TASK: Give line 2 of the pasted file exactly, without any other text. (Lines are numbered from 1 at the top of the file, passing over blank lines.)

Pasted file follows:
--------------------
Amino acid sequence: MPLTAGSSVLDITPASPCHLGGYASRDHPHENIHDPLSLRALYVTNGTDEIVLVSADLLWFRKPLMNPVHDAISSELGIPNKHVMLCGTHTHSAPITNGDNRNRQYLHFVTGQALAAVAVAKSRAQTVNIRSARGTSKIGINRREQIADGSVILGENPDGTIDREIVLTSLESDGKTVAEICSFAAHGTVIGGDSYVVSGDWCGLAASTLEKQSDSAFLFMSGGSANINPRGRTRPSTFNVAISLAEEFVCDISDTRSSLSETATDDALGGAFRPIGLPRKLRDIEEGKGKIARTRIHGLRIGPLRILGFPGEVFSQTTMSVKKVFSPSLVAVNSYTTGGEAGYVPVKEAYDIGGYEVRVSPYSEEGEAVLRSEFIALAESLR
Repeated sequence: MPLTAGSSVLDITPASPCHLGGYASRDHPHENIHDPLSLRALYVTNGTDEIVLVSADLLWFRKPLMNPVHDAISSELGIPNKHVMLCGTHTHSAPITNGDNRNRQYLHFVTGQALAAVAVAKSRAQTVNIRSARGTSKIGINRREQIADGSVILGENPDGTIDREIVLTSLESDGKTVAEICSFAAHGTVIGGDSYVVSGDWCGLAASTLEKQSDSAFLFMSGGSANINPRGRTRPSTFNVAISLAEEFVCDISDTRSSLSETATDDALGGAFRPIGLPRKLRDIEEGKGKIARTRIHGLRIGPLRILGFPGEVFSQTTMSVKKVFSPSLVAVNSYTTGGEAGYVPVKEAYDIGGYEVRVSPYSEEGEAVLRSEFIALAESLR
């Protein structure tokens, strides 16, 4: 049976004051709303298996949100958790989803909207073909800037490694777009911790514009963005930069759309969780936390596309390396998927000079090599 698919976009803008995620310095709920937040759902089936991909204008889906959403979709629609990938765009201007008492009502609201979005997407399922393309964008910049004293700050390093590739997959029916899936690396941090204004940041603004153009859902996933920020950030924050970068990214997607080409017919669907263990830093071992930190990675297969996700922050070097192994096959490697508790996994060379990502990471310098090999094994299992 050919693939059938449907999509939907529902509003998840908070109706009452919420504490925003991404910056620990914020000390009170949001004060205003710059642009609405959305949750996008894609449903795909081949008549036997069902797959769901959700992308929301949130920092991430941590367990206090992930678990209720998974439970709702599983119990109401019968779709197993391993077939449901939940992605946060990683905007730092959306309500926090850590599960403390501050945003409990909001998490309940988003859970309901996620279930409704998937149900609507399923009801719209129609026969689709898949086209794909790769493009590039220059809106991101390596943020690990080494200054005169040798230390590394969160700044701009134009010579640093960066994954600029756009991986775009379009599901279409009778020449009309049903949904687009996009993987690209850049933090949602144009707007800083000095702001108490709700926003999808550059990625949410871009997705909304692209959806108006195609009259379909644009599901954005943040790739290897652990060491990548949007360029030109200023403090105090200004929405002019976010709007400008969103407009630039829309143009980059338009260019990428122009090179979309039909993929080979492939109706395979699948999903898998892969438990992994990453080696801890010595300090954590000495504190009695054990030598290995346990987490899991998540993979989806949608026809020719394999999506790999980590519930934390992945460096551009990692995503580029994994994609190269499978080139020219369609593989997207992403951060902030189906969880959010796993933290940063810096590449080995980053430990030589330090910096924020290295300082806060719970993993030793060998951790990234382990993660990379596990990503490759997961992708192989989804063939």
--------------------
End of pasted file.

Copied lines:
Repeated sequence: MPLTAGSSVLDITPASPCHLGGYASRDHPHENIHDPLSLRALYVTNGTDEIVLVSADLLWFRKPLMNPVHDAISSELGIPNKHVMLCGTHTHSAPITNGDNRNRQYLHFVTGQALAAVAVAKSRAQTVNIRSARGTSKIGINRREQIADGSVILGENPDGTIDREIVLTSLESDGKTVAEICSFAAHGTVIGGDSYVVSGDWCGLAASTLEKQSDSAFLFMSGGSANINPRGRTRPSTFNVAISLAEEFVCDISDTRSSLSETATDDALGGAFRPIGLPRKLRDIEEGKGKIARTRIHGLRIGPLRILGFPGEVFSQTTMSVKKVFSPSLVAVNSYTTGGEAGYVPVKEAYDIGGYEVRVSPYSEEGEAVLRSEFIALAESLR